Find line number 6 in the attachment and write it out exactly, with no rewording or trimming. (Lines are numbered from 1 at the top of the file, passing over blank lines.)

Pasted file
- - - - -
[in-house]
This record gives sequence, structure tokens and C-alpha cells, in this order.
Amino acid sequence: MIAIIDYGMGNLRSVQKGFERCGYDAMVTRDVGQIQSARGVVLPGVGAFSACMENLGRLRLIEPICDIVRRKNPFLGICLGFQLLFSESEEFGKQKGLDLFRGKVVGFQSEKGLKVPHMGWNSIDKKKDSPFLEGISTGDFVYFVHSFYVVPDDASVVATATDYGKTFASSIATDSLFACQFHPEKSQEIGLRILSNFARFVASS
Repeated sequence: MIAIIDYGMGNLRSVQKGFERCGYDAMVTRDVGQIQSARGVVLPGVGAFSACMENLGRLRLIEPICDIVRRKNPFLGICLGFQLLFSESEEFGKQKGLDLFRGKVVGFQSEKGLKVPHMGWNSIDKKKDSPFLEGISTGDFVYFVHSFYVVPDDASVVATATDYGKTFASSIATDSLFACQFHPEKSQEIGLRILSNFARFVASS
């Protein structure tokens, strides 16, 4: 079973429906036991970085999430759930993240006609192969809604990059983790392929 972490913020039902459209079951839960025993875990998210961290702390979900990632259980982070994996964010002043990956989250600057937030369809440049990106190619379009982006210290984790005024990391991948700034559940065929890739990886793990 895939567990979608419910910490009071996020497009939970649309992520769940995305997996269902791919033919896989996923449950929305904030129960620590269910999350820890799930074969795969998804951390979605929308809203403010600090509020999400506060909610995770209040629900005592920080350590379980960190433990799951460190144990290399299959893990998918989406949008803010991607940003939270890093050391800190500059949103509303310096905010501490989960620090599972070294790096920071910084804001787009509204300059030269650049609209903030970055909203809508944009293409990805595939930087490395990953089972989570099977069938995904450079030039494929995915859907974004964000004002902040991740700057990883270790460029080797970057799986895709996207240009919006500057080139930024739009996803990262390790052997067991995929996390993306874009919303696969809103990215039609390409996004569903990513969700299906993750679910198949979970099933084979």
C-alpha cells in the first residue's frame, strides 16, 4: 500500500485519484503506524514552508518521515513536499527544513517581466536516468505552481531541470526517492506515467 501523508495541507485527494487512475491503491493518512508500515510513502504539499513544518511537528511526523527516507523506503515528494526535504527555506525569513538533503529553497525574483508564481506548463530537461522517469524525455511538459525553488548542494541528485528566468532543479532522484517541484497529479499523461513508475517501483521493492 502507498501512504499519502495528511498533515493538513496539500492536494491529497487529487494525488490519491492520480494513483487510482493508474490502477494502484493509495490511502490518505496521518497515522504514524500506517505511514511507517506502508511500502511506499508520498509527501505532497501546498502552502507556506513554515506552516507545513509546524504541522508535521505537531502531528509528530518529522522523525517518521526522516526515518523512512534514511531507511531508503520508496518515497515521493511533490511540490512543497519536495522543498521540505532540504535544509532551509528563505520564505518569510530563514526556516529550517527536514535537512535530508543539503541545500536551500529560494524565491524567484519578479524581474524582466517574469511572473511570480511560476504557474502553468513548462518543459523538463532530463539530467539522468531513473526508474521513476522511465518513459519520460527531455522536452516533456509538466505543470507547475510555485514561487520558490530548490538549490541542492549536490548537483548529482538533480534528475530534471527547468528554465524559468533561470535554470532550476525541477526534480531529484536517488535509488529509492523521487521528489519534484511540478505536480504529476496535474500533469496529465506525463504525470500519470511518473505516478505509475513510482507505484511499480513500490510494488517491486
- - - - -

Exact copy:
C-alpha cells in the first residue's frame, strides 16, 4: 500500500485519484503506524514552508518521515513536499527544513517581466536516468505552481531541470526517492506515467 501523508495541507485527494487512475491503491493518512508500515510513502504539499513544518511537528511526523527516507523506503515528494526535504527555506525569513538533503529553497525574483508564481506548463530537461522517469524525455511538459525553488548542494541528485528566468532543479532522484517541484497529479499523461513508475517501483521493492 502507498501512504499519502495528511498533515493538513496539500492536494491529497487529487494525488490519491492520480494513483487510482493508474490502477494502484493509495490511502490518505496521518497515522504514524500506517505511514511507517506502508511500502511506499508520498509527501505532497501546498502552502507556506513554515506552516507545513509546524504541522508535521505537531502531528509528530518529522522523525517518521526522516526515518523512512534514511531507511531508503520508496518515497515521493511533490511540490512543497519536495522543498521540505532540504535544509532551509528563505520564505518569510530563514526556516529550517527536514535537512535530508543539503541545500536551500529560494524565491524567484519578479524581474524582466517574469511572473511570480511560476504557474502553468513548462518543459523538463532530463539530467539522468531513473526508474521513476522511465518513459519520460527531455522536452516533456509538466505543470507547475510555485514561487520558490530548490538549490541542492549536490548537483548529482538533480534528475530534471527547468528554465524559468533561470535554470532550476525541477526534480531529484536517488535509488529509492523521487521528489519534484511540478505536480504529476496535474500533469496529465506525463504525470500519470511518473505516478505509475513510482507505484511499480513500490510494488517491486